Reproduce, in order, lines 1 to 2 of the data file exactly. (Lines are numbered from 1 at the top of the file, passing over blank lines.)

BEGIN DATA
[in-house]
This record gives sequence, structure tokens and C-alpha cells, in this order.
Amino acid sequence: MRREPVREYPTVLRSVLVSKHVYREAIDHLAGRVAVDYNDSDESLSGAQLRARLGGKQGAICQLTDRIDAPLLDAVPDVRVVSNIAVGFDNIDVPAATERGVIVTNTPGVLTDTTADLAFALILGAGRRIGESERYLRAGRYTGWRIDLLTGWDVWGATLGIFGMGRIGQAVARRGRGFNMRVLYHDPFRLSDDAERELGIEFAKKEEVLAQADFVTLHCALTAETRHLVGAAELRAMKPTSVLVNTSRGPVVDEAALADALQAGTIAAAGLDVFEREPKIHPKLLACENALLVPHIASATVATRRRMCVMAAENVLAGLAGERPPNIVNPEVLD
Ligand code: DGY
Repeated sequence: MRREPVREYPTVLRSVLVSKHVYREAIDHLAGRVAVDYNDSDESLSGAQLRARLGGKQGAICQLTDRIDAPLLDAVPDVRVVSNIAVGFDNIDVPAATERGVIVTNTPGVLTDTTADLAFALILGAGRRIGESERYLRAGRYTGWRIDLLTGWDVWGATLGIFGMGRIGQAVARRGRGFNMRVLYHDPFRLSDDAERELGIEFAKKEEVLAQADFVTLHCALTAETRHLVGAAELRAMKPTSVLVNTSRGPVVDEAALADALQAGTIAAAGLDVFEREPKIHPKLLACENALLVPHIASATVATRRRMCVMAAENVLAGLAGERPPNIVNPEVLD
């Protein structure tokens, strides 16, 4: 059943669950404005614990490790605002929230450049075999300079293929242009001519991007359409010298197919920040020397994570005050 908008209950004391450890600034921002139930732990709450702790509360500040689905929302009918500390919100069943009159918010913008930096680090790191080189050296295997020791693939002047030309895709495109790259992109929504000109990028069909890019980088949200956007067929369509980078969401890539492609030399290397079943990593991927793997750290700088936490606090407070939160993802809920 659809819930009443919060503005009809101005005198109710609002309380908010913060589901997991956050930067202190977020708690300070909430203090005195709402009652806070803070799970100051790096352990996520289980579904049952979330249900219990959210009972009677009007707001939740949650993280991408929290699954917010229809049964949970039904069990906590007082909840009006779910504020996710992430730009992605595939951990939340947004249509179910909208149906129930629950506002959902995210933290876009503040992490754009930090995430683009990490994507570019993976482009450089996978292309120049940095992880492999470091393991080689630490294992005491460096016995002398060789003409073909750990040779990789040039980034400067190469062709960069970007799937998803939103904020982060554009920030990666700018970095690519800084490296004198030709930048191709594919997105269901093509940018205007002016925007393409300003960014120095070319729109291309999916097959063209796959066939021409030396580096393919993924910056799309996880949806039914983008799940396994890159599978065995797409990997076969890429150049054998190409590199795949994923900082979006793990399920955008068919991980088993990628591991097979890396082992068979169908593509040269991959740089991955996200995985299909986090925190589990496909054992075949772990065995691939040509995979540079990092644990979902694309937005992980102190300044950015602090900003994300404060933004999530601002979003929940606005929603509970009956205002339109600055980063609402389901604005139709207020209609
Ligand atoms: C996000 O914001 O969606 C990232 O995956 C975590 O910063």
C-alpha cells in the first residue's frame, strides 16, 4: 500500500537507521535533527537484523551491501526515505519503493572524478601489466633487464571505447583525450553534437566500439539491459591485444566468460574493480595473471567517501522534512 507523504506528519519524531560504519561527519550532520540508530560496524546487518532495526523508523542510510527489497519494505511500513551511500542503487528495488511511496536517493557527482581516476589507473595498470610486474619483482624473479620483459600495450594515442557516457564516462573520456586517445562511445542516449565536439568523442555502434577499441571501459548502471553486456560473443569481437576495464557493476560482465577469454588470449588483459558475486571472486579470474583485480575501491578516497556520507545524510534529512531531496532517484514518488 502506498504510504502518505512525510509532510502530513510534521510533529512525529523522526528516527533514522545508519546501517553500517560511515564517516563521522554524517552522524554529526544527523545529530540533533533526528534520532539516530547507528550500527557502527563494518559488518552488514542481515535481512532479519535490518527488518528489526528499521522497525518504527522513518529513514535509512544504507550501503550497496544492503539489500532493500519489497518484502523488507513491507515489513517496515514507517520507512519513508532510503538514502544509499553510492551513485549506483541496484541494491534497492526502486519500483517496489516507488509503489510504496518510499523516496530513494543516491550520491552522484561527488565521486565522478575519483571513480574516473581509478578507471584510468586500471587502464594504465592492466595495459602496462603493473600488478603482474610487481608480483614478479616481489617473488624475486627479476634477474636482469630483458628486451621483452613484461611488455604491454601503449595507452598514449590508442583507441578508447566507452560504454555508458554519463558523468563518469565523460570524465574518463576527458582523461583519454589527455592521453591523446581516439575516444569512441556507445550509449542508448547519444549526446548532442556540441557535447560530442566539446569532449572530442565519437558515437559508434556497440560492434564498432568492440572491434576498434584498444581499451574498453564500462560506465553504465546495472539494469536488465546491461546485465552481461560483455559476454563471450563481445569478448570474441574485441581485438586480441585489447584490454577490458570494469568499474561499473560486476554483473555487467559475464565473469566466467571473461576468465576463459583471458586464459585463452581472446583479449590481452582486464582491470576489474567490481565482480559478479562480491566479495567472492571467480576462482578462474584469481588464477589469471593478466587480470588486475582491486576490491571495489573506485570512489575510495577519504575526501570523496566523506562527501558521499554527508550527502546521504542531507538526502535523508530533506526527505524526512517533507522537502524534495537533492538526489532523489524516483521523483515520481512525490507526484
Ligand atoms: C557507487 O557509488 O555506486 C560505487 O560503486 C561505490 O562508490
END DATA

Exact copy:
[in-house]
This record gives sequence, structure tokens and C-alpha cells, in this order.